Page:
Raghuttama Rao Raghavendra, Deshpande Centre for Innovation & Entrepreneurship, IIT Madras
Shiva Subramaniam, Deshpande Centre for Innovation & Entrepreneurship, IIT Madras
Anand Kusre, Indian Institute of Technology Bombay
Krishnan Balasubramanian, Indian Institute of Technology Madras
James Chung, George Washington University
This panel will present two different approaches to building makerspaces on a university campus. The BEAM Network (UNC) and the Makerspace at the UNH Entrepreneurship Center built their respective makerspaces on two different scales. Panelists will discuss their experiences building and using the makerspaces. In particular they will explain how access to a makerspace fosters the entrepreneurial mindset for students, regardless of background or major. They will also divulge lessons learned about how to engage academics with the makerspace, including course integration and evaluation. Panelists will discuss challenges and opportunities surrounding the perceived demand and need from students and faculty for the makerspace.
Heather MacNeill, University of New Hampshire
Sheryll Waddell, University of North Carolina
Diverse entrepreneurial environments — which vary from country to country and region to region, each with its own ecosystem — determine the possibilities of entrepreneurship. Entrepreneurs must be able to assess the attributes and risks associated with these environments and ecosystems as part of their planning and decision making. Our schools have increasing numbers of international students who need to learn more about the possibilities and risks in places other than the U.S., and entrepreneurship and business economics educators are called upon to address this diversity of environments. While we can describe and discuss a range of current programs and best practices, we want to raise a number of critically important questions during our presentation and engage the whole audience in exploring them with us. Specifically:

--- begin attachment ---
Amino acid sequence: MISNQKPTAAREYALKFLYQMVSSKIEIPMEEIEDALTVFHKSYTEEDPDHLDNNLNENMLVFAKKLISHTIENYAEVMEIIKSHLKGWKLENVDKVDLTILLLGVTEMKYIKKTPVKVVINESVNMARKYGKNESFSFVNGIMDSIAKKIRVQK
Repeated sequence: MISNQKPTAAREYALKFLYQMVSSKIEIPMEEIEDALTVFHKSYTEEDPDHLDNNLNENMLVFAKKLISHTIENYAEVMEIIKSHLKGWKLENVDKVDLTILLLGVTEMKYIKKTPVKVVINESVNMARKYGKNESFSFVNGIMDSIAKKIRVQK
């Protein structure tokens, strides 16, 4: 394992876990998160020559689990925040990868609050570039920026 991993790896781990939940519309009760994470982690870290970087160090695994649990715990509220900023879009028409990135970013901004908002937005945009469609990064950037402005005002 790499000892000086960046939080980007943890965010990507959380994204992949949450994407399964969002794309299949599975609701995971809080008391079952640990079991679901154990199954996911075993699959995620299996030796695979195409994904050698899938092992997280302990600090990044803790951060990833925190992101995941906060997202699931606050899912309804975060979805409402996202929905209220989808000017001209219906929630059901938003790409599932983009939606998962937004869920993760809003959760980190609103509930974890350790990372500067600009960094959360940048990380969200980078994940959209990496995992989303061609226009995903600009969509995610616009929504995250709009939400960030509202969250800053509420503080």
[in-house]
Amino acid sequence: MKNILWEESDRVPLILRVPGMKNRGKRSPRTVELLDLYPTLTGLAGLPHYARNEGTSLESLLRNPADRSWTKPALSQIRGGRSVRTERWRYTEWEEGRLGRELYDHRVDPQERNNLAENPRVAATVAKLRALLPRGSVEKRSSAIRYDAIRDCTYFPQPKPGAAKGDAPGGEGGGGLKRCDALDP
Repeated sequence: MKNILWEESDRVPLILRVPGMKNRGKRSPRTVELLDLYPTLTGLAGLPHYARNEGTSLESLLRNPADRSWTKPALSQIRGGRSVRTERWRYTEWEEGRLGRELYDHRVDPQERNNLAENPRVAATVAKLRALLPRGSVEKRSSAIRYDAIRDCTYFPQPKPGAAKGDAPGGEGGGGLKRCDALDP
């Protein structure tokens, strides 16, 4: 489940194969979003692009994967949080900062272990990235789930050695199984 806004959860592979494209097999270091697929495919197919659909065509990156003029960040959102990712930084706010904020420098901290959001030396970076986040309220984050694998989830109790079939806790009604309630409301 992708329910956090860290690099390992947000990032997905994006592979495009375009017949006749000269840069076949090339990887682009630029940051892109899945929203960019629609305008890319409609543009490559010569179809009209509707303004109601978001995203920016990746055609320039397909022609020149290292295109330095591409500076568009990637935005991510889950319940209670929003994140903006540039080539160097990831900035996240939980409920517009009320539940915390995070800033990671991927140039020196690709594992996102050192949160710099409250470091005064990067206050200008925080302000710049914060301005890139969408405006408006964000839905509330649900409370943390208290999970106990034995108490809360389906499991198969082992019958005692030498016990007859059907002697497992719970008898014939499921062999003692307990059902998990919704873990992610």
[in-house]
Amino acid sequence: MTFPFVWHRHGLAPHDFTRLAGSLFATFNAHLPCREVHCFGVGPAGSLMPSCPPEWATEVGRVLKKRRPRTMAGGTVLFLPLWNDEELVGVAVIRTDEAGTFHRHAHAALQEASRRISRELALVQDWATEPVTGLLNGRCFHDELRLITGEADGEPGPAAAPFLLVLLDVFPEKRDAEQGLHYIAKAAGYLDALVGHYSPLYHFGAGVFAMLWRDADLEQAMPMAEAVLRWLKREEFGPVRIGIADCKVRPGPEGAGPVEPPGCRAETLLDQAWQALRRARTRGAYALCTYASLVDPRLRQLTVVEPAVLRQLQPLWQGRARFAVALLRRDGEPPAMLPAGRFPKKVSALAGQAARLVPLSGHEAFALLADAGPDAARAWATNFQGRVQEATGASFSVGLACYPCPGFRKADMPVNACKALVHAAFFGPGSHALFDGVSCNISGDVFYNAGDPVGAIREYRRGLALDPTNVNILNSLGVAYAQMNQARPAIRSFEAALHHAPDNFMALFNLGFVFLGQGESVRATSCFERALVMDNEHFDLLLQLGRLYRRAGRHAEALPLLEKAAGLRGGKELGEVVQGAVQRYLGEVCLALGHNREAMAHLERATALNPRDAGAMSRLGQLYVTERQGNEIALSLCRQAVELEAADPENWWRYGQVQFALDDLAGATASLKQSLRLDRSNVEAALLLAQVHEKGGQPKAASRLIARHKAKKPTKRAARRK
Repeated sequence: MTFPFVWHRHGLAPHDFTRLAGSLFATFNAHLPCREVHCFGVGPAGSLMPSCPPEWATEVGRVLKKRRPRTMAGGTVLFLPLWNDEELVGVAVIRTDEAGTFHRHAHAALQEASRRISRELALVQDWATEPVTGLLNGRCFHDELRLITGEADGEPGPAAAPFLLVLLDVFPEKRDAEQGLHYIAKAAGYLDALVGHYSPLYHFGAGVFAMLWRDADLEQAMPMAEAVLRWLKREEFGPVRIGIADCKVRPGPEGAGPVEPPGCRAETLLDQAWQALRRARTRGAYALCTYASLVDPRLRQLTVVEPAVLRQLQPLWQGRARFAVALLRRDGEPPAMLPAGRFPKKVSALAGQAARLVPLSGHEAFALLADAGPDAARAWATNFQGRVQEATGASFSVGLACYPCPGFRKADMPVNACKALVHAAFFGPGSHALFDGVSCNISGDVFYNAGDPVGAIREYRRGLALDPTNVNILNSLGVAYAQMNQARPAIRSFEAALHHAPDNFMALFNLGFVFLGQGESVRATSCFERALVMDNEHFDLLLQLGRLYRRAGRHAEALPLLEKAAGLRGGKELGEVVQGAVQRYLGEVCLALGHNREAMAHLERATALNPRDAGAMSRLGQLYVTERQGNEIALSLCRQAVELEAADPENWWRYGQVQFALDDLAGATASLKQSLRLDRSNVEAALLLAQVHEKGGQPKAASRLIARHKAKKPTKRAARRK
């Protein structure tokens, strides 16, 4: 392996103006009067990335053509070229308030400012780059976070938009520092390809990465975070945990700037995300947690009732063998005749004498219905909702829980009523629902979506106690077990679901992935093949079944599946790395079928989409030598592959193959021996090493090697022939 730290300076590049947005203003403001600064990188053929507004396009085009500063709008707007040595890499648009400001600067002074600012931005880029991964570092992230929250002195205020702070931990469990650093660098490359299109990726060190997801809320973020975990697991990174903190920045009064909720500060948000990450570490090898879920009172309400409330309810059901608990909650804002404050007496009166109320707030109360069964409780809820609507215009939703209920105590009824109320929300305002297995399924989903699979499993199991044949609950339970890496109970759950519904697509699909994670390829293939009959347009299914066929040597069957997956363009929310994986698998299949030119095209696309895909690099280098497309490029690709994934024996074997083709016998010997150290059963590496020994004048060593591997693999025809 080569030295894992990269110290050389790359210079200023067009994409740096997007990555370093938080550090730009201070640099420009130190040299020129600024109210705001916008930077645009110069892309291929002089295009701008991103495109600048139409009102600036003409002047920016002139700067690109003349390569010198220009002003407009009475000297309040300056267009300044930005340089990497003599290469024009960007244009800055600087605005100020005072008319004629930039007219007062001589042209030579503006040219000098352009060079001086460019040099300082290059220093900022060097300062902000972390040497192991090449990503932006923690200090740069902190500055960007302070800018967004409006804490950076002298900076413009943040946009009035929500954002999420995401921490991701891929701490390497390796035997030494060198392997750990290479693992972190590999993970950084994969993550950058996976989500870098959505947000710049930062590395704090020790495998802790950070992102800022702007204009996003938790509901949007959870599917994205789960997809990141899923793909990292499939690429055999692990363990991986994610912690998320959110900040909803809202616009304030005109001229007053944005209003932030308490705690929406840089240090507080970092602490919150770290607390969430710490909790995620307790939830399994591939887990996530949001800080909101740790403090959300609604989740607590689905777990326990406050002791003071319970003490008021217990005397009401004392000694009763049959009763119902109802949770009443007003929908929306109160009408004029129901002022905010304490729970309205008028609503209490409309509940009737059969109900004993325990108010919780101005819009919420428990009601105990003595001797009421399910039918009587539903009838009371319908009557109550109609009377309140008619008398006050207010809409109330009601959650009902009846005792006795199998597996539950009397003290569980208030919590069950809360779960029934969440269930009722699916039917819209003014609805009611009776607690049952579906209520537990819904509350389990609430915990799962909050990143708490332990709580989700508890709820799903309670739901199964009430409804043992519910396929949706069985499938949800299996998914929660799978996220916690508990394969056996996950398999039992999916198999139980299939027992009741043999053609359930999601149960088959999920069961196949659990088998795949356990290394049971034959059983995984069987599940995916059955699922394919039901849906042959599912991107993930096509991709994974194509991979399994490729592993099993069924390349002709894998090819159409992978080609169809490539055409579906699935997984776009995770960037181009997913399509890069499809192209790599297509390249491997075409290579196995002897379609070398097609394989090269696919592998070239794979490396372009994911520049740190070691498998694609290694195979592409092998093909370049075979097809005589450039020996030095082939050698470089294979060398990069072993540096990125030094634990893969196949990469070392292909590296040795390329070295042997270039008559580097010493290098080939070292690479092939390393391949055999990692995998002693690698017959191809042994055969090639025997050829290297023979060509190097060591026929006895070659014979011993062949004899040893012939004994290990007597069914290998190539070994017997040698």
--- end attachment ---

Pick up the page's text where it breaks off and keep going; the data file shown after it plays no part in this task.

Following brief presentations from each panelist with audience participation, we will engage with panel attendants by having our panel members sit at individual tables. Each panelist will facilitate a discussion around one or more of these questions.
Richard (Rick) Feldman, Lecturer in Economics and Entreprenershp
Mary G. Schoonmaker, Western New England University
Bret Golann, Hampshire College
Beth Goldstein, University of Massachusetts-Amherst and Babson College
Stephen Brand, University of Massachusetts-Amherst